5-Year survival rates for lung cancer

lung cancer survival rate
The 5-year survival rate of lung cancer is about 17% overall

Lung cancer is the second most common cancer among both men and women. In general, the 5-year survival rates for lung cancer are:

  • About 17% overall.
  • 54% for cases when the disease is limited to the lungs.
  • 27% if the lung cancer has spread to nearby organs or lymph nodes.
  • 4% if cancer has spread to distant organs, such as the liver.
The 5-year survival rates for lung cancer chart
Lung cancer spread/status Survival rate
Overall 17%
Spread to both lungs 54%
Spread to nearby organs or lymph nodes 27%
Spread to distant organs such as the liver 4%

The 5-year survival rate for lung cancer when the disease is localized to one lung is about 60%. However, getting diagnosed at an early stage is extremely rare. Most lung cancers are diagnosed at a more advanced stage, where the survival rate is about 20%. More than half of lung cancer patients die within one year of being diagnosed because the cancer is aggressive, lethal, and often only detected at the advanced stages.

Chances of survival after lung cancer diagnosis depend on the type of lung cancer, age, staging, and whether there is a history of smoking or other comorbidities (presence of other diseases). Therefore, survival rates are determined on a case-by-case basis.

  • If lung cancer is diagnosed at an early stage, the disease may be curable with surgery, radiation, or chemotherapy.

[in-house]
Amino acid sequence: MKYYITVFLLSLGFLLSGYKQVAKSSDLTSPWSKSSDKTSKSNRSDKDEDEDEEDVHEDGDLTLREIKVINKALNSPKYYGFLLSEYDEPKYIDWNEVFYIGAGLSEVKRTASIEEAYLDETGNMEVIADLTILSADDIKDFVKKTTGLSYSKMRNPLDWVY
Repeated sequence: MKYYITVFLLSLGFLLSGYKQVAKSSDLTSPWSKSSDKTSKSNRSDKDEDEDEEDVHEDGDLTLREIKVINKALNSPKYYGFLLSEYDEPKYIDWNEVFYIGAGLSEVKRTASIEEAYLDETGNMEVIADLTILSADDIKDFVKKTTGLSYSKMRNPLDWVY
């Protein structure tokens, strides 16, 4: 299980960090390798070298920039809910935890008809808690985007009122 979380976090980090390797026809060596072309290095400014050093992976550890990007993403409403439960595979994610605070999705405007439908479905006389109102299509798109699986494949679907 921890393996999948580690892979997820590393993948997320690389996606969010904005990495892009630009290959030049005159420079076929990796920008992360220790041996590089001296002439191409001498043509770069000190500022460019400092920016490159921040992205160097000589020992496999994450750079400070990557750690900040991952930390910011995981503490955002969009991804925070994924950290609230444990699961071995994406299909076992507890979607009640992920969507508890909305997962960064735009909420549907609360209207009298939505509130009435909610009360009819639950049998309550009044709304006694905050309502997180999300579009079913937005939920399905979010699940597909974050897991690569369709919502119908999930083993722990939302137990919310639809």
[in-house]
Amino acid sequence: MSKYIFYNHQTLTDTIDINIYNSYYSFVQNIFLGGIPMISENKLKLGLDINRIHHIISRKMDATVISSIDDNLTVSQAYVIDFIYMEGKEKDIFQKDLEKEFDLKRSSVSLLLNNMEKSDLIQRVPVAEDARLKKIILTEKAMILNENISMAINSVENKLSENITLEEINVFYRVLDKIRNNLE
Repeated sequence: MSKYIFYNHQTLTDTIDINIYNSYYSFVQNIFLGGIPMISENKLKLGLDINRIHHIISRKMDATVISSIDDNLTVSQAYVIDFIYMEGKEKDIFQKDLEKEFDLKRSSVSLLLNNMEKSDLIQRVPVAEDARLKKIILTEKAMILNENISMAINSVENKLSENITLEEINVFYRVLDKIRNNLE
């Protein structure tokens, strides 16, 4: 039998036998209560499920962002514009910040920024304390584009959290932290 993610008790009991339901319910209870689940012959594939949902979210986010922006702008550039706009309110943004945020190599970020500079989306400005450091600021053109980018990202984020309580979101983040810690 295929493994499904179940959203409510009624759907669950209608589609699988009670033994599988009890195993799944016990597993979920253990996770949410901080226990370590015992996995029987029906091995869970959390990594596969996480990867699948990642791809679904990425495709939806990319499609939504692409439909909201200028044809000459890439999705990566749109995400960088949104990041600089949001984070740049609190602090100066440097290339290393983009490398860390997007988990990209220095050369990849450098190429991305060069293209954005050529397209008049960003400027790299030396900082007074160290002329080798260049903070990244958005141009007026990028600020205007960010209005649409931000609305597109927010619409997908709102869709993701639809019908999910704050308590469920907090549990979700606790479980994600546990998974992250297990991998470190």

• However, if diagnosed at an advanced stage, the disease is typically incurable, and chances of survival decrease if cancer has spread to other organs or lymph nodes. 

What are the survival rates for each stage of lung cancer?

Non-small cell lung cancer (NSCLC)

NSCLC is the most common type of lung cancer, accounting for 80-90% of the cases. The 5-year survival rates for NSCLC are:

  • Stage I
    • Stage IA: 59-73%
    • Stage IB: 43-58%
  • Stage II 
    • Stage IIA: 36-46%
    • Stage IIB: 25-36%
  • Stage III 
    • Stage IIIA: 19-24%
    • Stage IIIB: 7-9%
  • Stage IV
    • 2-13%
    • Survival rates of stage IV NSCLC are extremely low.

Small cell lung cancer (SCLC)

SCLC makes up about 20% of all lung cancer cases and typically occurs in people who smoke or who used to smoke. The cancer forms in the airway, usually in a central location. SCLC is aggressive, spreading quickly throughout the body using the blood and lymphatic (lymph node) systems. The 5-year survival rates for SCLC are:

  • Stage I
    • Stage IA: 40%
    • Stage IB: 20%
  • Stage II
    • Stage IIA: 40%
    • Stage IIB: 20%
  • Stage III
    • Stage IIIA: 15%
    • Stage IIIB: 10%
  • Stage IV
    • 1%
    • Lung cancer tends to get diagnosed only in the late stages. At stage IV, the cancer has usually already metastasized to a great extent.

In general, people diagnosed with NSCLC tend to have a slightly better outlook than people with SCLC.

Most people who die of lung cancer are middle-aged or older, and the percentage of lung cancer deaths is the highest among people 65-74 years of age. Overall health can also make a difference. For example, staying physically active and avoiding tobacco smoke after lung cancer treatment can lower the risk of cancer recurrence, according to the Centers for Disease Control and Prevention (CDC). 

Though lung cancer remains an extremely deadly type of cancer, there is great hope on the horizon to reduce the fatalities associated with this disease.

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Medically Reviewed on 4/28/2021
References
WebMD. Your Chances of Surviving Lung Cancer. https://www.webmd.com/lung-cancer/guide/lung-cancer-survival-rates